“I thought that was really fun to play with the narrative. She also gets to have a really nice moment at the end where you see the truth of their relationship and just how nurturing she really is.”
Once Darcy and Glen fall in with the larger ensemble, the story fills out, and Christie says that added an extra level of enjoyment to the project. “Those were really fun days, when we’re all together, whether it’s at the table together or out at the farmhouse, the maze, and those different things,” he points out.
“When you get everyone together like that, usually no matter what you’re working on, it’s fun, but this is a really nice group of people. And everyone’s brought such a nice little nuance to their character.”
This was Christie’s first pandemic filming experience and he says there was a learning curve but they settled into the routines. “Like anything as human beings, we just adapt, you put your mask back on and you walk to your spot, but other people can come in and do their job,” he shares.
“You still try and have this very symbiotic relationship, but you’re also trying to give everyone their space to make sure they feel safe and that they feel good about what’s going on. It was strange the first couple of days getting used to it, but like everything that’s happened this year, I think you adjust and you just do what you can for everybody else and make sure everybody feels safe and protected.”
Last year, Christie was part of the ensemble drama The Village, in which he played a veteran returning not just to civilian life but also a new family dynamic, while battling PTSD. “We were really proud of that show. It was beautifully written by Mike Daniels and I thought the cast was really phenomenal and where I think we were setting up to go was going to [have] really beautiful stories and storylines,” he says.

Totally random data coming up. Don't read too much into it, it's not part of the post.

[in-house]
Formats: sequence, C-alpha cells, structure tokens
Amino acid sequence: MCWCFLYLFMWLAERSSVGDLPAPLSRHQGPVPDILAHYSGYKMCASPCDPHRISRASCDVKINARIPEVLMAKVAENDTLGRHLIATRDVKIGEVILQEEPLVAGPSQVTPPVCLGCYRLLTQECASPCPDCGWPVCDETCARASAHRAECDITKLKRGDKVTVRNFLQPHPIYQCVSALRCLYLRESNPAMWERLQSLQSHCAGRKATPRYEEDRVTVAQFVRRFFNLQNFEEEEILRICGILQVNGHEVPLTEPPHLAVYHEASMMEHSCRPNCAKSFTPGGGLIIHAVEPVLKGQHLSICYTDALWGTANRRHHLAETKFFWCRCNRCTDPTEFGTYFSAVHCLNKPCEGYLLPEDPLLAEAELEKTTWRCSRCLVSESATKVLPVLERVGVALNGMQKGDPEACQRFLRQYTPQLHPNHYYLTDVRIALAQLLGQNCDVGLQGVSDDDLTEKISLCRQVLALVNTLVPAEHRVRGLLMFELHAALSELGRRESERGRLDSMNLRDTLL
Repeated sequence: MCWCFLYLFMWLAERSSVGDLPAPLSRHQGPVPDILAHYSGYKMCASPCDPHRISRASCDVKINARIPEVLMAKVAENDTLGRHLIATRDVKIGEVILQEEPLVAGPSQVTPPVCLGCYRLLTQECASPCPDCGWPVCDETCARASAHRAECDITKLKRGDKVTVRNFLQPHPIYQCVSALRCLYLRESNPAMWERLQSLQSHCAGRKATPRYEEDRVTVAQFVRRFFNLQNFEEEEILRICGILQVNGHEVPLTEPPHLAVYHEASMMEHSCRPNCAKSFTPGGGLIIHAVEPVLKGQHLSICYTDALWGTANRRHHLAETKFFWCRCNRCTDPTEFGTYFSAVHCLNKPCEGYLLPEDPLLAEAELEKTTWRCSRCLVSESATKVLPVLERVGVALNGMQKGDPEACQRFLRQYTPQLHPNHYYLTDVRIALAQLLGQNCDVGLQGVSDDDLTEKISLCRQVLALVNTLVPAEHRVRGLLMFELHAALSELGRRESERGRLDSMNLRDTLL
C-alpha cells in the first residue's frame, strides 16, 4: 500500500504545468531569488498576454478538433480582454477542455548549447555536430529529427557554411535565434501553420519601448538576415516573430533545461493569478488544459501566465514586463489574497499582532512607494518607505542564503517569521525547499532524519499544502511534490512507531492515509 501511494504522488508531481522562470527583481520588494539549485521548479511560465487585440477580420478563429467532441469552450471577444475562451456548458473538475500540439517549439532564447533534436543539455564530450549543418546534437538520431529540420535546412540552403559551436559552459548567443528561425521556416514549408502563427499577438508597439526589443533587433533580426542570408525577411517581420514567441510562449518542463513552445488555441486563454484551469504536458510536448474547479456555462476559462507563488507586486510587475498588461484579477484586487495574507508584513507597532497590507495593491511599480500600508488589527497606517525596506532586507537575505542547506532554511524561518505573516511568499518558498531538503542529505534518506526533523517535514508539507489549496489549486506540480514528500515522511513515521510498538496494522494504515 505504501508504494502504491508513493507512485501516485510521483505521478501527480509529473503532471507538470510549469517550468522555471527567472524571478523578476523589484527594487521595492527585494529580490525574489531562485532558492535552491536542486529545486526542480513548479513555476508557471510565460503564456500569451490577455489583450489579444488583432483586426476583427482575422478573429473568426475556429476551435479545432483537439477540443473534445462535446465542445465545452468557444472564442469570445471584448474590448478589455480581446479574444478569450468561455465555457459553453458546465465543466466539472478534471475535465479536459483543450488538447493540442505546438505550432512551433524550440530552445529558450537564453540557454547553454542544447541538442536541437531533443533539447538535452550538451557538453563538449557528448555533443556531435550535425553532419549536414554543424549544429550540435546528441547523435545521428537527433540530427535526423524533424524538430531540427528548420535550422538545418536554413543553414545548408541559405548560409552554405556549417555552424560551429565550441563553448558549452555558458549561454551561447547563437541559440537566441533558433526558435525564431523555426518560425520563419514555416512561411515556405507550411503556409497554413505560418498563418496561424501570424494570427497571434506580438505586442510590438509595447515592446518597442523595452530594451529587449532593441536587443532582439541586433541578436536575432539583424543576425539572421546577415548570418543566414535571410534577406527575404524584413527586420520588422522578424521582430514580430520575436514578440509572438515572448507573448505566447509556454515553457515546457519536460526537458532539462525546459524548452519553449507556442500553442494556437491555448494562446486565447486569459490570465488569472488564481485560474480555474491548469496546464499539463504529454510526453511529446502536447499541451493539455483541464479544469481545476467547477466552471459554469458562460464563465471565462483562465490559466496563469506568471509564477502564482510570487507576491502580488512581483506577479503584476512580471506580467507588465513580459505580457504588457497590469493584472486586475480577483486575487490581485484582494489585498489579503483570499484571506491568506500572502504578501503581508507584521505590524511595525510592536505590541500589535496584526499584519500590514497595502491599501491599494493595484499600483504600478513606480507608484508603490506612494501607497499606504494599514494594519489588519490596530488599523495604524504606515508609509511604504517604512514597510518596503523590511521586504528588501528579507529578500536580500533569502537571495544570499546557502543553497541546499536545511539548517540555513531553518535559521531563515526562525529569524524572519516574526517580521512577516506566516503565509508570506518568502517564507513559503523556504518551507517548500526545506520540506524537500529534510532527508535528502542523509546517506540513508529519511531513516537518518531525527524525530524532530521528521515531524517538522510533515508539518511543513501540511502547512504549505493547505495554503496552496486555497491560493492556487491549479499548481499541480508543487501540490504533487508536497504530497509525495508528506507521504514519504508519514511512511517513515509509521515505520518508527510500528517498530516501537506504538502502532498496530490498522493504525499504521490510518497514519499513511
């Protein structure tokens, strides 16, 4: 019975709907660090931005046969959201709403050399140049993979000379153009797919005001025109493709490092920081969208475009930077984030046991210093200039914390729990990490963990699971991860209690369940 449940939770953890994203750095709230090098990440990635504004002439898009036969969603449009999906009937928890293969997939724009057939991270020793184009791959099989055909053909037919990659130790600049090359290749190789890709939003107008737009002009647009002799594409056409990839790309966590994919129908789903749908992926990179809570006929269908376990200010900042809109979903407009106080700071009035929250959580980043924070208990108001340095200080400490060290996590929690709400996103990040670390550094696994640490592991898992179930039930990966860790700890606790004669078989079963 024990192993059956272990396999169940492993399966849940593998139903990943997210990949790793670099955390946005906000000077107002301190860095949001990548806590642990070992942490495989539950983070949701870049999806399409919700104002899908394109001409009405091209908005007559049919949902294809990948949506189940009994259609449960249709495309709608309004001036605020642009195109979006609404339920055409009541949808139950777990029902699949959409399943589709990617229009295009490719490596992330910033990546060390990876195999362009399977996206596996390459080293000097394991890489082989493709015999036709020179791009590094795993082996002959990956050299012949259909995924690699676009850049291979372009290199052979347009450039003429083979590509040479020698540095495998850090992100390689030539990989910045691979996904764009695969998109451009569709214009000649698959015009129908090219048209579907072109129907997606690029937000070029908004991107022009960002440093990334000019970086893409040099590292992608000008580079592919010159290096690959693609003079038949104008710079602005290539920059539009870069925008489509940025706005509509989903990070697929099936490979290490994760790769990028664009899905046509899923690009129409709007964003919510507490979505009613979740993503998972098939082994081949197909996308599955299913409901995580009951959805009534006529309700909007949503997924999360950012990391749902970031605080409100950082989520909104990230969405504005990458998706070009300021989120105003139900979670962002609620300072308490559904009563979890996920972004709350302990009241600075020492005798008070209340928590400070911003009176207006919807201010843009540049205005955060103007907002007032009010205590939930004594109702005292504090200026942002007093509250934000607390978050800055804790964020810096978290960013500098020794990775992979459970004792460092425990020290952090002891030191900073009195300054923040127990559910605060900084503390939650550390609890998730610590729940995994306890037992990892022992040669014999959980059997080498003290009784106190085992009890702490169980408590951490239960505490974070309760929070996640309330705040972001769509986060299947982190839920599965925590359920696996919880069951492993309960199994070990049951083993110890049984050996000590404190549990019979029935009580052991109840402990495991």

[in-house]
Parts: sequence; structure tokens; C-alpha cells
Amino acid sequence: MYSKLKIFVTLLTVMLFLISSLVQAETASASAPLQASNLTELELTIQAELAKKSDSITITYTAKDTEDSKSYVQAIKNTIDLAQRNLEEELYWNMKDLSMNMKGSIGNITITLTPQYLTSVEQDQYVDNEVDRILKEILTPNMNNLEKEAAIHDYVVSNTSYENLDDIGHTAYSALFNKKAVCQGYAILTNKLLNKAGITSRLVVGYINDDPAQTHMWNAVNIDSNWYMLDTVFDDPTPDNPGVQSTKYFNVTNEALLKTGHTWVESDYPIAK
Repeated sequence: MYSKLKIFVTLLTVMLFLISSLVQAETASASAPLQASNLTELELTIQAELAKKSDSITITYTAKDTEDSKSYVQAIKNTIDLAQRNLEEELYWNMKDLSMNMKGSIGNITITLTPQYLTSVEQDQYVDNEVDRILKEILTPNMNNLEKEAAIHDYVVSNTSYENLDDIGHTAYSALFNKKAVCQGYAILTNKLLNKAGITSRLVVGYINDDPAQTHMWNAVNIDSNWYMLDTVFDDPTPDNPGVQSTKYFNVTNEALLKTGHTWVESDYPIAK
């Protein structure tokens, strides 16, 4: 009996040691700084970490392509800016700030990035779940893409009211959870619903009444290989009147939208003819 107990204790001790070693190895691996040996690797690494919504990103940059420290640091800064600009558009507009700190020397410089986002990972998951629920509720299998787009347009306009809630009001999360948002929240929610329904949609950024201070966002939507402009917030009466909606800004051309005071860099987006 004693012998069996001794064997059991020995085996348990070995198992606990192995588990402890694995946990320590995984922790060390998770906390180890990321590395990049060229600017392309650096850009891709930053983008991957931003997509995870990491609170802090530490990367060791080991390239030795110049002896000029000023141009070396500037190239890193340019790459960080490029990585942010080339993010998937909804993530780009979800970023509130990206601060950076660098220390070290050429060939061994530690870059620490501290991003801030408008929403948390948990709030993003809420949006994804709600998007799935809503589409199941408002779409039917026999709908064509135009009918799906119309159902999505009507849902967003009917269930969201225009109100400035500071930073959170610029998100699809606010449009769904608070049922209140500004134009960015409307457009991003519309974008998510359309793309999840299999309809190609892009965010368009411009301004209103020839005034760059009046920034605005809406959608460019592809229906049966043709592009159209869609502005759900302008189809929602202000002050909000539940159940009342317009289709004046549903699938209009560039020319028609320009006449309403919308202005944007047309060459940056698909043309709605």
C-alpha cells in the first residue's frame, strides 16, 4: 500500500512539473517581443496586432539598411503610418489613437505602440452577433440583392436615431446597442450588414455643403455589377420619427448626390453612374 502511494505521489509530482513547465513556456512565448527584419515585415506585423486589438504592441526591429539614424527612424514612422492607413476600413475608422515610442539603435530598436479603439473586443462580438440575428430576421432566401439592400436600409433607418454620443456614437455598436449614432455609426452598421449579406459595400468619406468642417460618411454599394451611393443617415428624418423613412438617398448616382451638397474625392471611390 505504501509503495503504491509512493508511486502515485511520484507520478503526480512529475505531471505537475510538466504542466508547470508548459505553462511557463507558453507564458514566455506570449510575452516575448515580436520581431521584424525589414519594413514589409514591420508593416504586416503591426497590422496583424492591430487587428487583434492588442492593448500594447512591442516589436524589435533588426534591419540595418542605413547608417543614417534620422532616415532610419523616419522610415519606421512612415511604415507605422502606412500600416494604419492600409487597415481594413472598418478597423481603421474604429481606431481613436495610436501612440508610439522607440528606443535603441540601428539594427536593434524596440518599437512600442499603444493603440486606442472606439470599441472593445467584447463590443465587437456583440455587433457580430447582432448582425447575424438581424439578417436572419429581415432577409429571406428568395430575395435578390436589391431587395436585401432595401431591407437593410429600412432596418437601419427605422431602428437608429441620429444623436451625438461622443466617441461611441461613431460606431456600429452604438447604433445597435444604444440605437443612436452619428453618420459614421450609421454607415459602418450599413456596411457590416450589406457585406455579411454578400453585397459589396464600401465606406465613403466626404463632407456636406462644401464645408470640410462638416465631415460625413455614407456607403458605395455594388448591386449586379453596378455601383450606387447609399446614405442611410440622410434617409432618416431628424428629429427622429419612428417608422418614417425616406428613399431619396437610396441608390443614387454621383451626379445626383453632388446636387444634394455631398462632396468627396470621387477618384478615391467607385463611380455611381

“I felt quite a bit of responsibility playing a veteran, and an amputee. It’s not something you take lightly. I was lucky that I had someone with me the whole time helping me out. I did as much research as I could, and then we treaded very lightly and we were trying to be as honest as we could and respectful as we could with telling that story.”
“There were some heavy days and some hard days, but it was a real career highlight for me because of the people I worked with [and] because of the stories. I felt very honored to try and tell that story. To get the feedback I did, which was largely positive, was really wonderful. And I love my cast. We were in New York shooting in some very special places. The experience on a whole was a real career high from that aspect.”
Christie dipped a toe into the extra short-form format Quibi, appearing in two micro-episodes of the horror anthology series 50 States of Fright, which were released this spring. “I got to sit down and have a drink with Sam Raimi and talk about it. It’s a very different format. I believe that they were ahead of their time,” he says.
“I could be wrong, but I think [with] the pandemic we had so much time to binge so many shows, it’s tough, [because] this was more geared towards pre-pandemic time, ‘I’ve got a lunch break or I’m on the subway. I need a seven-minute, high-quality episode.’ I feel like obviously that had a huge impact, but I still believe there is a world for that because we love to sit and watch things on our phone and to do these things seven-, eight-minute blocks.”
“A lot of times that comes down to the writing. It has to be very sharp. As an actor, you have to make sure your beats are quickly done because you don’t have a week to draw this out. For [my] two episodes, we [filmed in] three days.”
“The shooting format was hectic, but it was really, really fun. It was a really cool way to do something and in a very interesting process. And I still think there is a world for it moving forward. It’s a real craft and a very unique art form to be able to tell a succinct story that really captures you and tells you an arc in a short amount of time.”
Christie appears in the upcoming feature film, Land, starring opposite Robin Wright in her directorial debut. “The script was unbelievable. Robin was starring in what was a very, very difficult role and also directing it. There were days that I just kind of sat back and was just amazed at watching her bounce [between them] because taking on either one of those things would be difficult, and she did both incredibly well,” he shares.
“She’s incredibly talented and everybody involved with it [was, too]. It was really great to see a smaller group of people pulling together to do this really beautiful thing.”
Photos Courtesy of Crown Media and NBC; Video Courtesy of Crown Media.